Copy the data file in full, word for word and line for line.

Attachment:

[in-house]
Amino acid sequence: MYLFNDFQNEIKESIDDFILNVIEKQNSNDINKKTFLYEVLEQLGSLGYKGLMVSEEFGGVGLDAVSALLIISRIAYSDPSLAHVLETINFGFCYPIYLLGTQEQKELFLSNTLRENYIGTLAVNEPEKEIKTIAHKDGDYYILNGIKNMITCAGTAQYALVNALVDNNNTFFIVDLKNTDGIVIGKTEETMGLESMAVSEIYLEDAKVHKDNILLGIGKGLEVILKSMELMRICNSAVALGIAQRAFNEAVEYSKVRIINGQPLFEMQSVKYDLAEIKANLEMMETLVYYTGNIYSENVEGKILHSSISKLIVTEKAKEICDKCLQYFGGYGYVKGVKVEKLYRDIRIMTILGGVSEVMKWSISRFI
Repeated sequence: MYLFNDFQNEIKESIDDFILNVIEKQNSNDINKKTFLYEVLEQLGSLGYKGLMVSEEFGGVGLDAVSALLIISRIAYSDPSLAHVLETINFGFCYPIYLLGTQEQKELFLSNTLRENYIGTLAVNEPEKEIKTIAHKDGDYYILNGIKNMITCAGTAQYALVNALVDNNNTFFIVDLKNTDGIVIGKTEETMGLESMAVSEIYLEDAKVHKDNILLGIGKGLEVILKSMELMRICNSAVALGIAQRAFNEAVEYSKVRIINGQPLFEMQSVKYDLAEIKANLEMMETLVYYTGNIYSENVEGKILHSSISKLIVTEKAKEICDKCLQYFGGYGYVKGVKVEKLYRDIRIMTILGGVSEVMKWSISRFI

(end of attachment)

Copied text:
[in-house]
Amino acid sequence: MYLFNDFQNEIKESIDDFILNVIEKQNSNDINKKTFLYEVLEQLGSLGYKGLMVSEEFGGVGLDAVSALLIISRIAYSDPSLAHVLETINFGFCYPIYLLGTQEQKELFLSNTLRENYIGTLAVNEPEKEIKTIAHKDGDYYILNGIKNMITCAGTAQYALVNALVDNNNTFFIVDLKNTDGIVIGKTEETMGLESMAVSEIYLEDAKVHKDNILLGIGKGLEVILKSMELMRICNSAVALGIAQRAFNEAVEYSKVRIINGQPLFEMQSVKYDLAEIKANLEMMETLVYYTGNIYSENVEGKILHSSISKLIVTEKAKEICDKCLQYFGGYGYVKGVKVEKLYRDIRIMTILGGVSEVMKWSISRFI
Repeated sequence: MYLFNDFQNEIKESIDDFILNVIEKQNSNDINKKTFLYEVLEQLGSLGYKGLMVSEEFGGVGLDAVSALLIISRIAYSDPSLAHVLETINFGFCYPIYLLGTQEQKELFLSNTLRENYIGTLAVNEPEKEIKTIAHKDGDYYILNGIKNMITCAGTAQYALVNALVDNNNTFFIVDLKNTDGIVIGKTEETMGLESMAVSEIYLEDAKVHKDNILLGIGKGLEVILKSMELMRICNSAVALGIAQRAFNEAVEYSKVRIINGQPLFEMQSVKYDLAEIKANLEMMETLVYYTGNIYSENVEGKILHSSISKLIVTEKAKEICDKCLQYFGGYGYVKGVKVEKLYRDIRIMTILGGVSEVMKWSISRFI